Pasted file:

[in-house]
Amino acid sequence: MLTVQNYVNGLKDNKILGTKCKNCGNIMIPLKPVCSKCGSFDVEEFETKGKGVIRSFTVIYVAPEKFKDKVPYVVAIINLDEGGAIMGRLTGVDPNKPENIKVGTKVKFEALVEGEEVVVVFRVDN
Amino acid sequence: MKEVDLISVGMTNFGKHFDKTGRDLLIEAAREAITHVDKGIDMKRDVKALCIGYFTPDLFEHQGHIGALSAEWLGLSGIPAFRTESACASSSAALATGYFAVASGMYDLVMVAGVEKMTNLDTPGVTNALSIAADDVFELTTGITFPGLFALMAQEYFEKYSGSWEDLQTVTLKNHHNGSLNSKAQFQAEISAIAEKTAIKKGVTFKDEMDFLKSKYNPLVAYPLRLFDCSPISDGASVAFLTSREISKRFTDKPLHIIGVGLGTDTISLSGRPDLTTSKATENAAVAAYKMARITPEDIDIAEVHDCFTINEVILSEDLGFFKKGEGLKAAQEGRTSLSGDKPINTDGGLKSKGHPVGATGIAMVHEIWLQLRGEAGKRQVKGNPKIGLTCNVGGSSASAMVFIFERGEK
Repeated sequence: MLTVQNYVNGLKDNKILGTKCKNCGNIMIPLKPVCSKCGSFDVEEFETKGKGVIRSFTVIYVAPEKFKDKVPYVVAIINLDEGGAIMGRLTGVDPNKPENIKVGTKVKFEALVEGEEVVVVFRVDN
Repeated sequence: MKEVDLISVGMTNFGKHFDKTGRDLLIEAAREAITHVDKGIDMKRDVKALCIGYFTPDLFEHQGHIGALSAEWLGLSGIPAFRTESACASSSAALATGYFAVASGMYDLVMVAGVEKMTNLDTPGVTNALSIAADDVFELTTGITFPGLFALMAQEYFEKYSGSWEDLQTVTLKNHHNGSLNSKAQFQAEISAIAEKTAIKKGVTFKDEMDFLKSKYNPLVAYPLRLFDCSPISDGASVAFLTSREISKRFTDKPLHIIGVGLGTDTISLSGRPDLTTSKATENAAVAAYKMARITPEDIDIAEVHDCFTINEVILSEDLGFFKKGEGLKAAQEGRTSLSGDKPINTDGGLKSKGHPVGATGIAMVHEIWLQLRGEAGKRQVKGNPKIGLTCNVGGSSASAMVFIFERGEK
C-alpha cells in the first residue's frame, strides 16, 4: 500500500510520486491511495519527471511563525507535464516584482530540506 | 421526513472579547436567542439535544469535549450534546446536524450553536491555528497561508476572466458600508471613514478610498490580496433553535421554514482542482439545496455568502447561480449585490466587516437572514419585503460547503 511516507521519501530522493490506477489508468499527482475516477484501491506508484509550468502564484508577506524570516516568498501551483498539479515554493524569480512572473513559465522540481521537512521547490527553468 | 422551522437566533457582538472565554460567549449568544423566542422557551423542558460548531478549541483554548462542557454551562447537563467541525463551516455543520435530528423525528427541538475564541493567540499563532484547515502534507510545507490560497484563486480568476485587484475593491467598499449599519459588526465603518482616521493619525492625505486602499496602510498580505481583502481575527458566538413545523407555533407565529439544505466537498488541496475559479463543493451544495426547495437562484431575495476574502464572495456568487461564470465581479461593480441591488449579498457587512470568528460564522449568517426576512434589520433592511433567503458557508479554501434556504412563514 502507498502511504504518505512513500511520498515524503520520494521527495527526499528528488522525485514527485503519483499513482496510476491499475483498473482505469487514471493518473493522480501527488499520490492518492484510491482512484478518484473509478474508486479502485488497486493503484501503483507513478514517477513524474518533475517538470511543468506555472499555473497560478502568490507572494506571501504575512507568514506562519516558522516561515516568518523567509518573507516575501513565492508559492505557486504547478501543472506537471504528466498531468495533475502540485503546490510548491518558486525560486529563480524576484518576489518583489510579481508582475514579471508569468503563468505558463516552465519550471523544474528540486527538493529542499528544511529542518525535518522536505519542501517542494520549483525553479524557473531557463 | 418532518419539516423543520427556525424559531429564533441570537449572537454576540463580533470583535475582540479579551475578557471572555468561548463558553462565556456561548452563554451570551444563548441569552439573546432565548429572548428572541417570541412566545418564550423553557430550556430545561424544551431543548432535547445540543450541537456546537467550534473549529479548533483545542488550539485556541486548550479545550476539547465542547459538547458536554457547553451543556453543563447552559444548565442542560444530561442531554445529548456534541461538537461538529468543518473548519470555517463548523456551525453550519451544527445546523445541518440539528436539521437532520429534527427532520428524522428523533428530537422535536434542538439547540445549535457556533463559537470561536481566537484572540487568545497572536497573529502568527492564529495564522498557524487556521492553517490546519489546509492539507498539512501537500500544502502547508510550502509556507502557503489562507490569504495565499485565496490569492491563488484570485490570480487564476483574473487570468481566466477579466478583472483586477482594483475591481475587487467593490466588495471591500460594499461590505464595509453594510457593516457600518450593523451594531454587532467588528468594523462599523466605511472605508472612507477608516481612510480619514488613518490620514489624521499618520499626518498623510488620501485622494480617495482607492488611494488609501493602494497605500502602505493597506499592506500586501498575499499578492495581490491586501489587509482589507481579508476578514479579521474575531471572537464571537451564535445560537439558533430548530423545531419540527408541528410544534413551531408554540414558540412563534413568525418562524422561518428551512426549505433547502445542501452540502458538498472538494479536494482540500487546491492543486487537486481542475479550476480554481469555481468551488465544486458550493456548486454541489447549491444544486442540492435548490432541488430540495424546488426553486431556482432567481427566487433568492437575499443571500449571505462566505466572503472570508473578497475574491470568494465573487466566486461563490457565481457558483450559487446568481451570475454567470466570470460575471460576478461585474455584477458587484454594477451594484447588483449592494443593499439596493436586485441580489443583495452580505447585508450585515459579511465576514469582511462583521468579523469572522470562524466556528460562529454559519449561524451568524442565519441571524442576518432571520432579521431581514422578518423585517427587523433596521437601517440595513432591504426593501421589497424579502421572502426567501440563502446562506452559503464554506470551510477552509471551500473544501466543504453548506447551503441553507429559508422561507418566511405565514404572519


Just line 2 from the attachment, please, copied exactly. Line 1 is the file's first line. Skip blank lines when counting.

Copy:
Amino acid sequence: MLTVQNYVNGLKDNKILGTKCKNCGNIMIPLKPVCSKCGSFDVEEFETKGKGVIRSFTVIYVAPEKFKDKVPYVVAIINLDEGGAIMGRLTGVDPNKPENIKVGTKVKFEALVEGEEVVVVFRVDN